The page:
skip to main content
Langwig with 2 female students look at computer and smile

Kate Langwig’s biological research in disease is driven by data

The surge in measles outbreaks across the country during the past year absolutely highlights the importance of vaccinations. And Kate Langwig, an infectious disease ecologist and assistant professor in the Department of Biological Sciences is researching ways in which vaccine efficacy can be improved.

“For many infectious diseases, we rely on herd immunity to prevent outbreaks of vaccine-preventable infections. Herd immunity is the protection of the ‘herd,’ our population, by preventing infections in the vast majority of people,” Langwig said. “We can calculate the percentage of the population that needs to be vaccinated to prevent diseases from spreading and maintain herd immunity. For some pathogens, like measles, the number that needs to be vaccinated is very high because the measles virus spreads so easily.”

The measles vaccine has been shown to have 97 percent efficacy, but “understanding the circumstances that contribute to vaccine ineffectiveness can help to better protect populations,” Langwig said.

Langwig and her lab ran mathematical modeling simulations to determine if vaccine efficacy might be lower when individuals are exposed to high pathogen doses, and when individuals vary in their susceptibility. For example, if you have been vaccinated against the measles, but someone sneezes very close to your face, or you’re caring for a sick child who is sneezing, are you more likely to get sick?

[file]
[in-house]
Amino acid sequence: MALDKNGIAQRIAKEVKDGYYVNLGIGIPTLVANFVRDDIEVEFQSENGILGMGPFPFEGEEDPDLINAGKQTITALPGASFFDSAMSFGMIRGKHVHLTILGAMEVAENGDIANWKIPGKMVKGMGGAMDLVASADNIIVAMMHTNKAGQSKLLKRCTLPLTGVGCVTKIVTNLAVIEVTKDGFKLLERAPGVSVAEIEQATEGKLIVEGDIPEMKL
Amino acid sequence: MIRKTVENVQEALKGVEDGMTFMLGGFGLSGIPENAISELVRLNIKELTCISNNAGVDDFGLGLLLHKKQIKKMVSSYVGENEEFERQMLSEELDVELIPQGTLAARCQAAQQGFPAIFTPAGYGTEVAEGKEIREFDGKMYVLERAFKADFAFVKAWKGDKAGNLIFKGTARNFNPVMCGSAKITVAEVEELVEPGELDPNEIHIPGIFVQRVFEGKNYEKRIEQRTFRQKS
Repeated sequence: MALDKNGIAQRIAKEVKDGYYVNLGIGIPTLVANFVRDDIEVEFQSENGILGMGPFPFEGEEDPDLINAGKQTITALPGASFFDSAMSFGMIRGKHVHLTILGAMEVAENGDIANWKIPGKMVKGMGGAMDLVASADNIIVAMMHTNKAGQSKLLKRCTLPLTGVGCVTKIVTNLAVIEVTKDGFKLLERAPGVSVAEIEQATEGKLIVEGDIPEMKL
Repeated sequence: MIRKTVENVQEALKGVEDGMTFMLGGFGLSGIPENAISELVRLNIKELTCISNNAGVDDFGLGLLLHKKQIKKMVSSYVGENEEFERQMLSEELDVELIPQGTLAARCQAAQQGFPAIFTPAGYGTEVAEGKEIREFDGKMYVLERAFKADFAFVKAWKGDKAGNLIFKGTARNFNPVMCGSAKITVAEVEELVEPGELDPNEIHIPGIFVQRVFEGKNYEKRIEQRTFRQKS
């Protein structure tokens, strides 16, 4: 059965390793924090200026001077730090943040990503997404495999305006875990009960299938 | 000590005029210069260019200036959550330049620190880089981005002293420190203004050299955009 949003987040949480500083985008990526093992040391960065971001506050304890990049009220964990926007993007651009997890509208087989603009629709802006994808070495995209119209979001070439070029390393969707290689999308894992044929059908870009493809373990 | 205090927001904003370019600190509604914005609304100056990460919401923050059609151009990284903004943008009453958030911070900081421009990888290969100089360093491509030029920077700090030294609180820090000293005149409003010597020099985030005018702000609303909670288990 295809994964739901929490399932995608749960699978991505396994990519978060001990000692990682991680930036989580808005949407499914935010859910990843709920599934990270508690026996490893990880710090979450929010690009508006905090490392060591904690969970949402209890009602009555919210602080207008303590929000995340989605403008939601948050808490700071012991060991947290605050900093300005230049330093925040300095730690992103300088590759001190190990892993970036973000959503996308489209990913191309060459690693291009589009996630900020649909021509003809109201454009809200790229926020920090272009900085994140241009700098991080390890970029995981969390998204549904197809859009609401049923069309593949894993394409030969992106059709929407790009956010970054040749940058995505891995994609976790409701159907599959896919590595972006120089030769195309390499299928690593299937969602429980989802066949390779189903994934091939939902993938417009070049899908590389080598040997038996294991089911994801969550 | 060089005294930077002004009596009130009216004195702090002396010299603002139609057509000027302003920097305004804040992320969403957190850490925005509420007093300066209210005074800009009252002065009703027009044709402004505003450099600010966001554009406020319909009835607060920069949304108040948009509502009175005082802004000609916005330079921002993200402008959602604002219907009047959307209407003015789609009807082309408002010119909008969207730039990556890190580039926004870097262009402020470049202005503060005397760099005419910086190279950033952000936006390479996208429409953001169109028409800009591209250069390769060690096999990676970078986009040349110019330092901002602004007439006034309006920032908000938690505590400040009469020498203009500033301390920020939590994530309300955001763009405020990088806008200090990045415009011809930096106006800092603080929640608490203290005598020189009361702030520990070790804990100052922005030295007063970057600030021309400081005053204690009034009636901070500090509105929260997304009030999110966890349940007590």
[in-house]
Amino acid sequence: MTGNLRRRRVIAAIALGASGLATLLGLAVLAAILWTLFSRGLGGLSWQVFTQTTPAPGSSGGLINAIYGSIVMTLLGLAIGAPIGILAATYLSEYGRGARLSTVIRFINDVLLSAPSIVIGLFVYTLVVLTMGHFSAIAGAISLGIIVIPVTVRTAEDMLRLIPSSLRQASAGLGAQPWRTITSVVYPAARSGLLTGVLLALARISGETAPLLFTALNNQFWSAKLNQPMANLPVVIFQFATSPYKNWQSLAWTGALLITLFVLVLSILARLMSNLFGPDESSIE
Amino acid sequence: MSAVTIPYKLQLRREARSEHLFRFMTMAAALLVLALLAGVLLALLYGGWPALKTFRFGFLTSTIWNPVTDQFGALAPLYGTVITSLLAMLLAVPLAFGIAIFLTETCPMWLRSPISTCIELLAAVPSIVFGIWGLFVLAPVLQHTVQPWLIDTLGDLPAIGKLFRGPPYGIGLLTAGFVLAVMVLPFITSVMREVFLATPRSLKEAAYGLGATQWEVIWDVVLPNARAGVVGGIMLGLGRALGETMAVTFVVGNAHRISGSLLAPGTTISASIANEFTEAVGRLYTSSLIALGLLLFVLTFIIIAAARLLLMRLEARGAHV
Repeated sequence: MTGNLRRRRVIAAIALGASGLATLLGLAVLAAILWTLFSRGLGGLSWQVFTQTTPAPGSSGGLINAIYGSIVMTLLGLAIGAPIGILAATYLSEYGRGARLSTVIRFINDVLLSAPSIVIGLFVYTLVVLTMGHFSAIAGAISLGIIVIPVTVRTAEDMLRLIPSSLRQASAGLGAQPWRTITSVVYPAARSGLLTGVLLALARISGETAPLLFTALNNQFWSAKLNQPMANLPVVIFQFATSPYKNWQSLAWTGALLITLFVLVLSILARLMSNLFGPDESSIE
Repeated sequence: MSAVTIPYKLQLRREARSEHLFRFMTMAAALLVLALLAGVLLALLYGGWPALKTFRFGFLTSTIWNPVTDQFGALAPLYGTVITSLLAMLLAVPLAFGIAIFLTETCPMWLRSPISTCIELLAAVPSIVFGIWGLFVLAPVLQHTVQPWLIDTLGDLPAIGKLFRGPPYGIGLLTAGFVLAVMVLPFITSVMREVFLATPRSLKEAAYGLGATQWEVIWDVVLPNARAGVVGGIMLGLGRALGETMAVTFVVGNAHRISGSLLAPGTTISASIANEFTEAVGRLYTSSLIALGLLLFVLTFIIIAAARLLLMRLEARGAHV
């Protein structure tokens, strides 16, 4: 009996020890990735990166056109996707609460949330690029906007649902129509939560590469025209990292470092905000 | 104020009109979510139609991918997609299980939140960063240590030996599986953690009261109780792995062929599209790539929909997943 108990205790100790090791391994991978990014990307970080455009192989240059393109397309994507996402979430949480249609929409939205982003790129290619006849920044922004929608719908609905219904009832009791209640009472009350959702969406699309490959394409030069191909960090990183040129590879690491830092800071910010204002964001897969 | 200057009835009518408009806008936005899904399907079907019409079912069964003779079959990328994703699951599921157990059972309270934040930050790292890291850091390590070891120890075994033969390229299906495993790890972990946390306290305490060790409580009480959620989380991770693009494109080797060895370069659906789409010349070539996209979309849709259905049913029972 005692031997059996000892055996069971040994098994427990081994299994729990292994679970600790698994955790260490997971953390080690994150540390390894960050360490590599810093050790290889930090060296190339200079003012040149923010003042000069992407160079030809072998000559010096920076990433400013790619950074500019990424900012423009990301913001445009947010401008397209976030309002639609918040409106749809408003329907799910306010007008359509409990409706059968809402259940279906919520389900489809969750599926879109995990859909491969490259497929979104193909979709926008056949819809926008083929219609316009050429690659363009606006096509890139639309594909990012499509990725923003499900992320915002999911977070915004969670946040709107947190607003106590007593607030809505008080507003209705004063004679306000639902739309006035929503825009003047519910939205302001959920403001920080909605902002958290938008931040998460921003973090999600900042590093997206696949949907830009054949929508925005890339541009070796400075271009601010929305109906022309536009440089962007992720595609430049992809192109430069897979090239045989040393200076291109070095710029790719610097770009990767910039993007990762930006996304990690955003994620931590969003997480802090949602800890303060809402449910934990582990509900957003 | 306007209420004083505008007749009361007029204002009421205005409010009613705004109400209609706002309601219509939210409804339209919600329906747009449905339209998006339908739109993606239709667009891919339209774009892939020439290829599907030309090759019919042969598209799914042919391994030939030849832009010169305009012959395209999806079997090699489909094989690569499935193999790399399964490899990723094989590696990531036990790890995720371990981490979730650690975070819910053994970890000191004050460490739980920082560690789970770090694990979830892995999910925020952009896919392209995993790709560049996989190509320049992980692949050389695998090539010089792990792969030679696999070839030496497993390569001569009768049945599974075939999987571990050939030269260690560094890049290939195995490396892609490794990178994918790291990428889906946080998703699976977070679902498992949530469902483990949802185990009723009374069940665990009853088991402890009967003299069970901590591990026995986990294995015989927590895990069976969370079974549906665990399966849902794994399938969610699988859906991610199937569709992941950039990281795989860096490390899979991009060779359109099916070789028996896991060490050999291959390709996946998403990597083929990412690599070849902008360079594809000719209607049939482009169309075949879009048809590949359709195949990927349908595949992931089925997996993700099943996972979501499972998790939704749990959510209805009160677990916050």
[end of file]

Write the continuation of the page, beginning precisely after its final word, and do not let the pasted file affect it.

Langwig and her lab found in their simulations that vaccines are predicted to be less effective at higher pathogen doses and when individuals in the population have similar susceptibility.

“Susceptibility, meaning how likely an individual is to get infected, is also important. Individuals that are younger or have poor nutrition can be more likely to get infected, even if they have been vaccinated. We found that populations that have more variable susceptibility have higher vaccine efficacy,” said Langwig, a member of the Global Change Center, an arm of the Fralin Life Sciences Institute.

Langwig and her lab, which includes undergraduate students, were interested in validating their simulations with some real-world data, so they did a systematic literature review to determine whether there were examples of diseases where vaccine efficacy is reduced at high doses.

“What we found was a bit of a shock — there are a very small number of studies that test whether vaccines are effective across multiple pathogen doses. We reviewed almost 6,000 articles and identified only about a dozen studies that had tested vaccines across multiple pathogen doses. Within those few studies, the pattern was generally consistent with our simulation — vaccine efficacy tended to be lower at high pathogen doses,” Langwig said.

For further reading, visit Virginia Tech professor researches vaccine efficacy